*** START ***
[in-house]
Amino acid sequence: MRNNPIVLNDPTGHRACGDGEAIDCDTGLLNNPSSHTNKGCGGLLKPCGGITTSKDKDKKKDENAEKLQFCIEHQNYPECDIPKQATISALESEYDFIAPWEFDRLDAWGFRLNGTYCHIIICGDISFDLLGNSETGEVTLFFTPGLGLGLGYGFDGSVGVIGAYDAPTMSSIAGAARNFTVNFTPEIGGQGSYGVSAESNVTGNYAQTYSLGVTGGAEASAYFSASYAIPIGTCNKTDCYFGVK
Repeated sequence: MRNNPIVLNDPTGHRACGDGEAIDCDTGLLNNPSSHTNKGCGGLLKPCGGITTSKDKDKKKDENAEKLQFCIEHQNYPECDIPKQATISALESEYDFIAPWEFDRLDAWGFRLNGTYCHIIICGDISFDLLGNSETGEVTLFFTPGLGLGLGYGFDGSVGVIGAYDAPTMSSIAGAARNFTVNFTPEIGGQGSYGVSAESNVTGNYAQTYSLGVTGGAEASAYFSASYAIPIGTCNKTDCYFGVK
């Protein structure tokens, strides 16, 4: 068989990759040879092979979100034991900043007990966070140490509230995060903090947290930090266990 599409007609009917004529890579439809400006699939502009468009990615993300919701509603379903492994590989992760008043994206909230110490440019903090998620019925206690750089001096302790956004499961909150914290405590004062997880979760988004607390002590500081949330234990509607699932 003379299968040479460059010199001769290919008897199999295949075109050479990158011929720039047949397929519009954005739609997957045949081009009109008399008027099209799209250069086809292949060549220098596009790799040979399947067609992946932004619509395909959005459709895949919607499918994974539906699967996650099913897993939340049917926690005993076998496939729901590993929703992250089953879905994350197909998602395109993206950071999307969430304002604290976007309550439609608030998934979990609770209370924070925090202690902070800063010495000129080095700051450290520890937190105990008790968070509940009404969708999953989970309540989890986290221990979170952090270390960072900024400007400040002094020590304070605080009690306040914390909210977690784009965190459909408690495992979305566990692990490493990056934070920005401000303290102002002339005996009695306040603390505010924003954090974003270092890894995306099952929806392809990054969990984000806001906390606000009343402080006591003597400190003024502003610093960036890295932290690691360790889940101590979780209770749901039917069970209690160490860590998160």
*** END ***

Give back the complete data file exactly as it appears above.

[in-house]
Amino acid sequence: MRNNPIVLNDPTGHRACGDGEAIDCDTGLLNNPSSHTNKGCGGLLKPCGGITTSKDKDKKKDENAEKLQFCIEHQNYPECDIPKQATISALESEYDFIAPWEFDRLDAWGFRLNGTYCHIIICGDISFDLLGNSETGEVTLFFTPGLGLGLGYGFDGSVGVIGAYDAPTMSSIAGAARNFTVNFTPEIGGQGSYGVSAESNVTGNYAQTYSLGVTGGAEASAYFSASYAIPIGTCNKTDCYFGVK
Repeated sequence: MRNNPIVLNDPTGHRACGDGEAIDCDTGLLNNPSSHTNKGCGGLLKPCGGITTSKDKDKKKDENAEKLQFCIEHQNYPECDIPKQATISALESEYDFIAPWEFDRLDAWGFRLNGTYCHIIICGDISFDLLGNSETGEVTLFFTPGLGLGLGYGFDGSVGVIGAYDAPTMSSIAGAARNFTVNFTPEIGGQGSYGVSAESNVTGNYAQTYSLGVTGGAEASAYFSASYAIPIGTCNKTDCYFGVK
């Protein structure tokens, strides 16, 4: 068989990759040879092979979100034991900043007990966070140490509230995060903090947290930090266990 599409007609009917004529890579439809400006699939502009468009990615993300919701509603379903492994590989992760008043994206909230110490440019903090998620019925206690750089001096302790956004499961909150914290405590004062997880979760988004607390002590500081949330234990509607699932 003379299968040479460059010199001769290919008897199999295949075109050479990158011929720039047949397929519009954005739609997957045949081009009109008399008027099209799209250069086809292949060549220098596009790799040979399947067609992946932004619509395909959005459709895949919607499918994974539906699967996650099913897993939340049917926690005993076998496939729901590993929703992250089953879905994350197909998602395109993206950071999307969430304002604290976007309550439609608030998934979990609770209370924070925090202690902070800063010495000129080095700051450290520890937190105990008790968070509940009404969708999953989970309540989890986290221990979170952090270390960072900024400007400040002094020590304070605080009690306040914390909210977690784009965190459909408690495992979305566990692990490493990056934070920005401000303290102002002339005996009695306040603390505010924003954090974003270092890894995306099952929806392809990054969990984000806001906390606000009343402080006591003597400190003024502003610093960036890295932290690691360790889940101590979780209770749901039917069970209690160490860590998160």